Many of us can remember a time when the church stood at the center of our communities. We don’t have to look very far to recognize this is not the case in 2017. You can flip on the news or log into any social media platform or even look at the schedules of youth and children’s extracurricular activities to recognize that the church is no longer a focal point in many of our communities.
I began to recognize this change in a real way in my time as a youth minister in the Atlanta area from 2011 to 2016. In those five years, we saw the shift happen right in front of our eyes. When I first started at the church, Wednesday evening and all day Sunday were known as “the church days” around town. No school programs, or city sports leagues scheduled anything on those days. A few years later I was teaching a youth Sunday school class and several of our students that rarely missed, were all not present that morning. Later in the week I saw a couple of them and asked them where they were. They all provided the same response, “I had a soccer game on Sunday morning”. Many are aware that travel sports have taken place on Sunday mornings for a number of years, but this group of girls played on the local recreation league that originally formed out of a local church.
I was telling this story to a friend who is a United Methodist pastor and he was nodding his head along with the story as if he already knew what I was about to say. He responded with a story of his own. He coached his 11 year old daughter’s Upward soccer team that took place at the church where he served. Several weeks into the season his daughter made friends with another girl on the team. That teammate asked my friend’s daughter what her dad did for work. She responded, “He is a pastor!”. The teammate responded with the question, “what is a pastor?".
I share these stories as I go around to trainings, not so we can dwell on the sad nature of this shift nor for the shock value, but so we can recognize the immense need for us to move beyond the walls of our churches. For many years, effective ministry meant having vibrant programs inside the walls of the church and some outreach to draw people to the wonderful things going on in your church. Today, I do still believe it is important to have great programs in our churches. However, we can't stop there. In this post-Christianity society we must learn to engage with our communities outside of the church walls as well.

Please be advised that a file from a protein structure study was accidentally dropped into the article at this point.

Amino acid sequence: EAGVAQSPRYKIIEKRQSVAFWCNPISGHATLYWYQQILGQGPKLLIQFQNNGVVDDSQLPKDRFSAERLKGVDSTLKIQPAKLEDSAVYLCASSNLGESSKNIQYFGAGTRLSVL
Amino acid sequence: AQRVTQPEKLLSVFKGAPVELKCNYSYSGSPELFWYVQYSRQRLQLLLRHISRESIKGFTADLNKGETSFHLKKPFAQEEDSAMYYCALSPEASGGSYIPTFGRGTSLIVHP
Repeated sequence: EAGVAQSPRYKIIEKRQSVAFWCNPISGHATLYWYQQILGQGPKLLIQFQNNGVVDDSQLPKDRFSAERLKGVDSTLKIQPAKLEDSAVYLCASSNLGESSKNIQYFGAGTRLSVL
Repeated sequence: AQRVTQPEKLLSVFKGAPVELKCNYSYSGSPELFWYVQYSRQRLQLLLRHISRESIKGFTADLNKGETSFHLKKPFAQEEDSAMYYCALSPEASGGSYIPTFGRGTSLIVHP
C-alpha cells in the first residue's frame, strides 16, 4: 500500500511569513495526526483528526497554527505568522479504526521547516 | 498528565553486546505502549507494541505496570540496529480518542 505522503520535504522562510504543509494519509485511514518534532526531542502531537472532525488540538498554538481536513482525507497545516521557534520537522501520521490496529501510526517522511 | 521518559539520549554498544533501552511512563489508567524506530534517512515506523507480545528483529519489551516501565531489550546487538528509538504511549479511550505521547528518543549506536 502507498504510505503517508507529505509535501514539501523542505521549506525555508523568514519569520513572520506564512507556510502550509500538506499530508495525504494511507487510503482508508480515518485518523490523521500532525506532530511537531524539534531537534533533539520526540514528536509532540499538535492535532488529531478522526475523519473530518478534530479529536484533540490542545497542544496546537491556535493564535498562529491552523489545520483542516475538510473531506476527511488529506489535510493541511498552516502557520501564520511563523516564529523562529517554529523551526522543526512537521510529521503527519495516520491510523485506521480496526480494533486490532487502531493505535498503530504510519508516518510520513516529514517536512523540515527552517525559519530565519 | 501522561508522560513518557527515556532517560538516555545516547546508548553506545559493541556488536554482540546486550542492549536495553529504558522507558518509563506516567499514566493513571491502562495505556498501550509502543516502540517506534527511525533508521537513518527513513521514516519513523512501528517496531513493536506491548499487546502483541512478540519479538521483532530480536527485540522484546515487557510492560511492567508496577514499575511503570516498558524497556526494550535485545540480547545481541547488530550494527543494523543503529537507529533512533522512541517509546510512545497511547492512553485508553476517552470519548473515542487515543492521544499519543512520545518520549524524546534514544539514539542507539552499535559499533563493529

A Mixed Economy Model of Church
My friend Michael Beck is the senior pastor at Wildwood UMC. Michael and his team have created what some call a “Mixed Economy of Church”. This idea is one that has circulated in the missional church for several years now. The Mixed Economy of Church is one in which there are traditional expressions of church (i.e. Contemporary Worship Service, Traditional Worship Service), along with ministry to the homeless, Celebrate Recovery services, and Fresh Expressions of church all under the umbrella of one church. Wildwood UMC has taken this model and embraced it. They offer a traditional Sunday morning service each week as well as several Fresh Expressions in their community including “Burritos & Bibles” and “Paws & Praise”. This multi expression form of church has taken them from being a church in Wildwood to being THE church for the Wildwood community.
As we think about what churches will look like in the future, I imagine them looking something like a mixed economy of church. A blend of programs and services inside the walls of the church combined with a variety of expressions of church outside the four walls.
What would it look like for your church to begin engaging the community surrounding your building? Maybe it’s at the ball field, the dog park, or the neighborhood bar and grill….. As we shift our focus outward, may we see the world as "our parish" like John Wesley spoke so many years ago.
Matt Harrell is the Fresh Expressions Coordinator for the Florida United Methodist Conference. He has a passion for coming up with new and creative ways for people to experience the love of God. Matt and his wife Nina live in Orlando, FL.